The task of passing upon the motions for judgment as of nonsuit has been somewhat complicated because counsel for appellant have quoted, in their brief, about as freely from the excluded evidence as they have *432from the evidence admitted in the trial below. They cite as authority for their right to do so, Whitmire v. Heath, 155 N.C. 304, 71 S.E. 313. It will be noted, however, that the evidence excluded in the last cited case should have been admitted and proper exception was preserved to its exclusion. Such is not the case on the record before us. Consequently, we have not considered the excluded evidence in passing upon these motions.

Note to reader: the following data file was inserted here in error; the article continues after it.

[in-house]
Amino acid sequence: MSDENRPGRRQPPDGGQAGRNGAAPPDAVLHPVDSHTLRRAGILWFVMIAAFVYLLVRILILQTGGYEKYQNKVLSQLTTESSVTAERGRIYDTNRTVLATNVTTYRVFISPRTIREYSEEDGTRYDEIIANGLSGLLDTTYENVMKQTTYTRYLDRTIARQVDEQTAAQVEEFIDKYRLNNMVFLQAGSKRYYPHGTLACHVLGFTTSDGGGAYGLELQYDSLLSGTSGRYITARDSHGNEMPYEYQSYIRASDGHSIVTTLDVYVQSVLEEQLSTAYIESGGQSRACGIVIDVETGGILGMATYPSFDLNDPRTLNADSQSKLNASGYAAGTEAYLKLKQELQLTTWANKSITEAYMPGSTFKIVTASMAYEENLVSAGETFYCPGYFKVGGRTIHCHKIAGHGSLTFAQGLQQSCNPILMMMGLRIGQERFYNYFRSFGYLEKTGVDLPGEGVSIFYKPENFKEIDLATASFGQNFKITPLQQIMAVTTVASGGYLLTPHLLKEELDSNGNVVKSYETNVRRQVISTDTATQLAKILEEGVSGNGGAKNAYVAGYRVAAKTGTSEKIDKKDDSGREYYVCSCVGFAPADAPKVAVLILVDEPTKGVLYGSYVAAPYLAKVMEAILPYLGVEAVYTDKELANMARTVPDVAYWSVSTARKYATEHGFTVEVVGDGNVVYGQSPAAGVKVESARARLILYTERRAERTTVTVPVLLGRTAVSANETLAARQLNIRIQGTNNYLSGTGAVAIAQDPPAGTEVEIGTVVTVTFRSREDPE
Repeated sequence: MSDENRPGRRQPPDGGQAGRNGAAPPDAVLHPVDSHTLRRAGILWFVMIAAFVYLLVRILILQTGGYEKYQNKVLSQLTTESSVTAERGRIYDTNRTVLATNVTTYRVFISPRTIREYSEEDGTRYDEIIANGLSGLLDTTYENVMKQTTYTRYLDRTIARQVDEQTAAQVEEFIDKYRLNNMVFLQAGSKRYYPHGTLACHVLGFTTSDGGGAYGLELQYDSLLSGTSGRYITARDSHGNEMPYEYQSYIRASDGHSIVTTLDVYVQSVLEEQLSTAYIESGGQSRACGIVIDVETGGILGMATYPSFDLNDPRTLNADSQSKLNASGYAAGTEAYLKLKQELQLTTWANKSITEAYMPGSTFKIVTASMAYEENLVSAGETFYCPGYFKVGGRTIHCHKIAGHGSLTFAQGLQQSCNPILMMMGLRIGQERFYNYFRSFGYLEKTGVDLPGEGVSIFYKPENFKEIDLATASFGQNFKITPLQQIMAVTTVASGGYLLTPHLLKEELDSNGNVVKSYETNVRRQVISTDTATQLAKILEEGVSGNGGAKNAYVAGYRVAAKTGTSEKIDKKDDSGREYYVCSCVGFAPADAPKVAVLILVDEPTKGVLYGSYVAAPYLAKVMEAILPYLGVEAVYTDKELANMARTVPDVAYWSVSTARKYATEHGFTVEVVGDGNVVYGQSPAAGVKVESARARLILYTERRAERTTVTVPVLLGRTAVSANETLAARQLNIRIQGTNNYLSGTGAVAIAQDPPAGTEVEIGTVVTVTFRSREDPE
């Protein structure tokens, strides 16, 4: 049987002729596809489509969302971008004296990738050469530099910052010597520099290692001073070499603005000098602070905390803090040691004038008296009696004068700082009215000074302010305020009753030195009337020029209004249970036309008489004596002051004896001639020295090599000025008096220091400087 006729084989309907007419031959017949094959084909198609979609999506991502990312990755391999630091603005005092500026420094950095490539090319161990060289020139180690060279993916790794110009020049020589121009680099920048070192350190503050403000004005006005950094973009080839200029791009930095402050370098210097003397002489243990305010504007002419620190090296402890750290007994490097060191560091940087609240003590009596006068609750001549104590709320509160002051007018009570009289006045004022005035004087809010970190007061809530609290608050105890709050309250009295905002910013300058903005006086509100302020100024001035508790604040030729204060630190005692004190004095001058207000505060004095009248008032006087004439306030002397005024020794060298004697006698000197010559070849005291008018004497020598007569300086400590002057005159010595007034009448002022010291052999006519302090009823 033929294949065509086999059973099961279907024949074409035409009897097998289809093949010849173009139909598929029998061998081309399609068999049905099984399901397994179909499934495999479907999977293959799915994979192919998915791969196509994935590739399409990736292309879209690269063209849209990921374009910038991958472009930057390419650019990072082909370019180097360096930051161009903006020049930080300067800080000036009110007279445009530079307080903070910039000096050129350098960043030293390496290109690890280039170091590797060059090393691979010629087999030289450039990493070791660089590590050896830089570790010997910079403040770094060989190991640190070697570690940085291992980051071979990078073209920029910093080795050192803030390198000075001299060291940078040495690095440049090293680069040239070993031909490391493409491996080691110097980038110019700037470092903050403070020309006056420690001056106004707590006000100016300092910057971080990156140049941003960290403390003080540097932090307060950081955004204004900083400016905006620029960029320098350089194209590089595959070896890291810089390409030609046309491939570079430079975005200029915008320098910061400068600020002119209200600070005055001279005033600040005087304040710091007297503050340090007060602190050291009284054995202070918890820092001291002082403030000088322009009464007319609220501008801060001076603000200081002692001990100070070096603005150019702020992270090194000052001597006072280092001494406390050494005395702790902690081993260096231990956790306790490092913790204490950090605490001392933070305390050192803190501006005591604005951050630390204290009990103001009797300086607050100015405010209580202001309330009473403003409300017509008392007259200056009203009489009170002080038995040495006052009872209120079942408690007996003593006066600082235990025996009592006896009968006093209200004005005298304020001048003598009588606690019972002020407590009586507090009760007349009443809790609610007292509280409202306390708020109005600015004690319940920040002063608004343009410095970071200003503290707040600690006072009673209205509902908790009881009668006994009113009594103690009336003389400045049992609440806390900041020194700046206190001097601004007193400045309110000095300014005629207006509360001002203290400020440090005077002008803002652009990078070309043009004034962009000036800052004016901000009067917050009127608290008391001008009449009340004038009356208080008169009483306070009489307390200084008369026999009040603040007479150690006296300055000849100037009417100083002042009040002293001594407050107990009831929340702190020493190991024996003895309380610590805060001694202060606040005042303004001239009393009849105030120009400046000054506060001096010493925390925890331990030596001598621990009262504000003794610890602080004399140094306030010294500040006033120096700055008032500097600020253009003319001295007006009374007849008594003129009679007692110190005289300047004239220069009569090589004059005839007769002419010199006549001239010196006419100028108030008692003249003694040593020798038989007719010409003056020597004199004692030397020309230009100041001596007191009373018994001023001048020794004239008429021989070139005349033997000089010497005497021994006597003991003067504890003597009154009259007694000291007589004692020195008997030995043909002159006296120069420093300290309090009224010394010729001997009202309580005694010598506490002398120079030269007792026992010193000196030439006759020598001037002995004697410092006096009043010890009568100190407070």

In view of the conclusions we have reached, we deem it unnecessary to discuss or consider the question of privilege, Jarman v. Offutt, 239 N.C. 468, 80 S.E. 2d 248, or to determine whether or not the order of the Clerk, adjudging the plaintiff a fit subject for observation in the State Hospital, was a termination of the proceeding in favor of the defendants and, therefore, res judicata.
The separate judgments of nonsuit entered as to each defendant in the court below will be upheld.